Subsequently it turned out that all above concerns were correct and the weather east of Turkey was not good on the 16th. The fly-in was however very well attended, with over 30 aircraft, of which around 20 were from Turkey which has an enthusiastic and well organised GA scene despite tight (military) restrictions on flying anything bigger than a kite, and very expensive fuel (around €3.50/litre in 2009).


Flight Samos-Alexandroupoli

The weather was good. The 0600 and 1200 MSLPs, the satellite IR, sferics, and the TAFs/METARs were all OK.

FL130 Alternates: LGTS, LGSM
195nm (GC), 228nm (airways)

Samos was one of the alternates, which was sensible because it has reasonable opening hours and avgas, and one can fly from it to anywhere in Greece or indeed direct to any of a number of places from which one can do just one more leg to the UK. Thessaloniki LGTS was a semi-plausible alternate because the aeroclub there has its own avgas which - at a stretch - might be "negotiable".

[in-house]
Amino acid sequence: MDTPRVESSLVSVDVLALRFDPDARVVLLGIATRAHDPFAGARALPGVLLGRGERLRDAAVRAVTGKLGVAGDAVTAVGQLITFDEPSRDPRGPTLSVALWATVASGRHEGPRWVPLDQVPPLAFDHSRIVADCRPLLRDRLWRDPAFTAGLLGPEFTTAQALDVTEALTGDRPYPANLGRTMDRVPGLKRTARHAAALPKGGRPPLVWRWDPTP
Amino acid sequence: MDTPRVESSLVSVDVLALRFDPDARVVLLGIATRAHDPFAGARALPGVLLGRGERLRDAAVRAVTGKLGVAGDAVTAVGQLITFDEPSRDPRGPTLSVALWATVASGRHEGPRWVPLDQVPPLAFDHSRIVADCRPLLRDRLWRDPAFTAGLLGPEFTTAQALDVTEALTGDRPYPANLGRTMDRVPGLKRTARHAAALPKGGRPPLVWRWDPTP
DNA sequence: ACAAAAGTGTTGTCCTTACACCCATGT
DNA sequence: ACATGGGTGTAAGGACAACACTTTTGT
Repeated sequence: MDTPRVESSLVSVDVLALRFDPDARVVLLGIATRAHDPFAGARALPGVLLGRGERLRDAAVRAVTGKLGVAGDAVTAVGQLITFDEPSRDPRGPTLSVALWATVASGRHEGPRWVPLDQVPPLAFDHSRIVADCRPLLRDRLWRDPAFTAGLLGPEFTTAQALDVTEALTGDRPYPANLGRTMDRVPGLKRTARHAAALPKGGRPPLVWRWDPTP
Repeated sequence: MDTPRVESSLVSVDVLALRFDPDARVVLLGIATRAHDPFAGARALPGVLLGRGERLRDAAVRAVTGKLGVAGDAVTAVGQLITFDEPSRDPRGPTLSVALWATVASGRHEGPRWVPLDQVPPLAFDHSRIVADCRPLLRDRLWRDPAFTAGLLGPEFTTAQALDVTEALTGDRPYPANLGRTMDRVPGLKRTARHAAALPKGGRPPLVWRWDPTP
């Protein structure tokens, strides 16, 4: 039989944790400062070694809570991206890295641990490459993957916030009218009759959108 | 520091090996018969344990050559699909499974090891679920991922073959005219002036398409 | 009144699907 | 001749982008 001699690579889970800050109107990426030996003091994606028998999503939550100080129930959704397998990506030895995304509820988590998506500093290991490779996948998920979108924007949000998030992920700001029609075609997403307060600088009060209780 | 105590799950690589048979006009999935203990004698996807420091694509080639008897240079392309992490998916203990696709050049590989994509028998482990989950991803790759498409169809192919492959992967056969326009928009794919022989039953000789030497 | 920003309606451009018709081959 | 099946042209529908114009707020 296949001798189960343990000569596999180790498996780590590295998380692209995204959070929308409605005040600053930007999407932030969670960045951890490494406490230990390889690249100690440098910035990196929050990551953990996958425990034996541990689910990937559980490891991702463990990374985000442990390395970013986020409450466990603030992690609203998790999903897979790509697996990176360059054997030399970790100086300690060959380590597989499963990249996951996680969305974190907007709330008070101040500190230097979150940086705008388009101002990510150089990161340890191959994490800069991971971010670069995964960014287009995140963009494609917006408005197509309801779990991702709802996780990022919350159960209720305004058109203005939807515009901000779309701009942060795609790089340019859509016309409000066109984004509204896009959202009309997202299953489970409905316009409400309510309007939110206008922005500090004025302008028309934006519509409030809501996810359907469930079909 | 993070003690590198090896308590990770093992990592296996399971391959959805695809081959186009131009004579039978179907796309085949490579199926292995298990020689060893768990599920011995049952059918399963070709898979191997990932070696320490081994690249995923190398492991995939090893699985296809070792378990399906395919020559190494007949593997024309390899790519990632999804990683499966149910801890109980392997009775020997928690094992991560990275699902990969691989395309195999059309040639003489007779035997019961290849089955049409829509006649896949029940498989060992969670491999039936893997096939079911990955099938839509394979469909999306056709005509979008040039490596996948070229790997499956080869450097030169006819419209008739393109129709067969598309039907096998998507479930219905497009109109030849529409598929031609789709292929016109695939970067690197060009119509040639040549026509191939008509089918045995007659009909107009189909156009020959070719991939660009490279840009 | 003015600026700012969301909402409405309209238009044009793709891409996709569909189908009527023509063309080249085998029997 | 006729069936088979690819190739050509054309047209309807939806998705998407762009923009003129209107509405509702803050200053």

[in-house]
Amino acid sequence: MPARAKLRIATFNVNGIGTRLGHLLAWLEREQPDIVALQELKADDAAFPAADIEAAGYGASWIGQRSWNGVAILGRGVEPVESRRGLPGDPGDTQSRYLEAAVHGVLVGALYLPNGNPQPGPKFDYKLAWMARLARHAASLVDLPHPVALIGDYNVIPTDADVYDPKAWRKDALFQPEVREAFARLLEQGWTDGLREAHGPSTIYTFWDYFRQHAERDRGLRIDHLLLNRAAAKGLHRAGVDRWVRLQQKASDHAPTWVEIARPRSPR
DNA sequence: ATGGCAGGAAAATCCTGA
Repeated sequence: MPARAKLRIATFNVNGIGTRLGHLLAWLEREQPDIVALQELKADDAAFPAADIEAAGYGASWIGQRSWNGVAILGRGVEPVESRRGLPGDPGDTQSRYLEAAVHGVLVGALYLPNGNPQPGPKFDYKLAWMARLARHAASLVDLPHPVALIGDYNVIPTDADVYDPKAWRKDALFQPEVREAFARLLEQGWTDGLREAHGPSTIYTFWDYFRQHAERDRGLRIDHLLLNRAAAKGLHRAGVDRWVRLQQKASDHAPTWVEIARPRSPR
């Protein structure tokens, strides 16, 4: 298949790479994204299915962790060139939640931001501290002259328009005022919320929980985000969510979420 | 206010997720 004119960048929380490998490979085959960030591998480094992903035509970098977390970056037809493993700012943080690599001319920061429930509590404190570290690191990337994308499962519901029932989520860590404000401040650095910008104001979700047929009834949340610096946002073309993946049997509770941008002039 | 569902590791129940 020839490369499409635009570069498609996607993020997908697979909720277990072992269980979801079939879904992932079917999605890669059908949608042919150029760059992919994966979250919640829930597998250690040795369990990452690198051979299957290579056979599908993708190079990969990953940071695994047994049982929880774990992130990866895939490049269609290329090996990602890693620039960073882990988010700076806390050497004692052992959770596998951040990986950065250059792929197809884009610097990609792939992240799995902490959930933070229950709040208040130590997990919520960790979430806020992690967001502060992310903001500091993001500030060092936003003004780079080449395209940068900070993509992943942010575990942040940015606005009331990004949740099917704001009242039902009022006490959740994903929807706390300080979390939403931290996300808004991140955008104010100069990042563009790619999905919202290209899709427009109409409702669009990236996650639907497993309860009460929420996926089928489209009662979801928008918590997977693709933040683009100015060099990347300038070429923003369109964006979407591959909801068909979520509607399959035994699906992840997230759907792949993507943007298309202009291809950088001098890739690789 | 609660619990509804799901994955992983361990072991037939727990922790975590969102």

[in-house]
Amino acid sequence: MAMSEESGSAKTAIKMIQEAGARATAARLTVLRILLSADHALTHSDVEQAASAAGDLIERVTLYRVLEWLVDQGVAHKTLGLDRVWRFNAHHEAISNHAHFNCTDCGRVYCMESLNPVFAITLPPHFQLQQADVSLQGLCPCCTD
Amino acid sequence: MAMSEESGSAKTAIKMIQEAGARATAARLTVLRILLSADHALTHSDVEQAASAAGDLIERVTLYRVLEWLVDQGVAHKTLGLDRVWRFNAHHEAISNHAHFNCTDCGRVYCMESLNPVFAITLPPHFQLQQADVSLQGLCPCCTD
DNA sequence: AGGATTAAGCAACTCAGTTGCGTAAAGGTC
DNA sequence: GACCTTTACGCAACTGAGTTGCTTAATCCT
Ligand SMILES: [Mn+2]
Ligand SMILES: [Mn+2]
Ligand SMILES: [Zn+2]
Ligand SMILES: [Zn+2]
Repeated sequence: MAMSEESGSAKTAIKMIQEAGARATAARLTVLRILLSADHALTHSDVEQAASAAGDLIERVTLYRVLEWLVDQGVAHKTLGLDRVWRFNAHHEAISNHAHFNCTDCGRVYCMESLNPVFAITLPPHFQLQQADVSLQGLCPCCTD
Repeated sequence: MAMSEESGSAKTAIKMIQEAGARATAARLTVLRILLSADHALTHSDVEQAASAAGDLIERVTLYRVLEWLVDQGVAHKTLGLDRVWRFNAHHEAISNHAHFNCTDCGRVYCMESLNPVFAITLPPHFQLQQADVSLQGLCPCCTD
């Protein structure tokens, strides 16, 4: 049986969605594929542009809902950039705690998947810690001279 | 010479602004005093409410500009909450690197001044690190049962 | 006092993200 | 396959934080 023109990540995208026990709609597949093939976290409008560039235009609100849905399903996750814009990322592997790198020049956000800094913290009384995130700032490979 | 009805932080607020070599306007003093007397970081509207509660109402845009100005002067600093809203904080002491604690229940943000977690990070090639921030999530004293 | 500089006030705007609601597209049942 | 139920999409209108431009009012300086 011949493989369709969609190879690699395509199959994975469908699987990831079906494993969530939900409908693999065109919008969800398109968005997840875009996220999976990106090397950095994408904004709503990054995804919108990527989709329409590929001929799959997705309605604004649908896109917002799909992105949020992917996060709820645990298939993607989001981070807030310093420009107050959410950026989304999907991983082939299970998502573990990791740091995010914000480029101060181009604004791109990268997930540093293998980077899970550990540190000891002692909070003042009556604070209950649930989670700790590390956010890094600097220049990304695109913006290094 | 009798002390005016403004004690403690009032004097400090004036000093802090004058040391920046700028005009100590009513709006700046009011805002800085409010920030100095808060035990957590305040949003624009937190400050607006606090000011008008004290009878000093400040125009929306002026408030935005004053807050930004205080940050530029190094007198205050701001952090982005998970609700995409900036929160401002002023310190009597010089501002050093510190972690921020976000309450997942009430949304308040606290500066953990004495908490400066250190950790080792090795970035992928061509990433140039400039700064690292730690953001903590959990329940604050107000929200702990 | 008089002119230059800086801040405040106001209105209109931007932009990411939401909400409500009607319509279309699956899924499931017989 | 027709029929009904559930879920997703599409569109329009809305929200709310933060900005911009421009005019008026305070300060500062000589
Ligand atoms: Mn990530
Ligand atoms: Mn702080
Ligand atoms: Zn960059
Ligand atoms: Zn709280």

There were no Customs issues because we were flying Greece-Greece. The staff, including the CAA office, were again very efficient, getting us quickly through security, and the journey to the aircraft was under 30 minutes. This is all a big improvement over our experiences from early trips to Greece in 2004/05. The cost at Samos was €57, made up of €24 handling and €33 for Customs. The Customs charge was due to the arrival from Croatia (non-EU) and one would pay another €33 if one was departing to a non-EU airport.

The departure clearance was "Cleared to LGAL, FL130, visual departure with a left turn to ORMOS, squawk 7025" and off we went...

This is the airport, seen after the left turn

Very obviously, the visual departure requires good VMC conditions, due to the terrain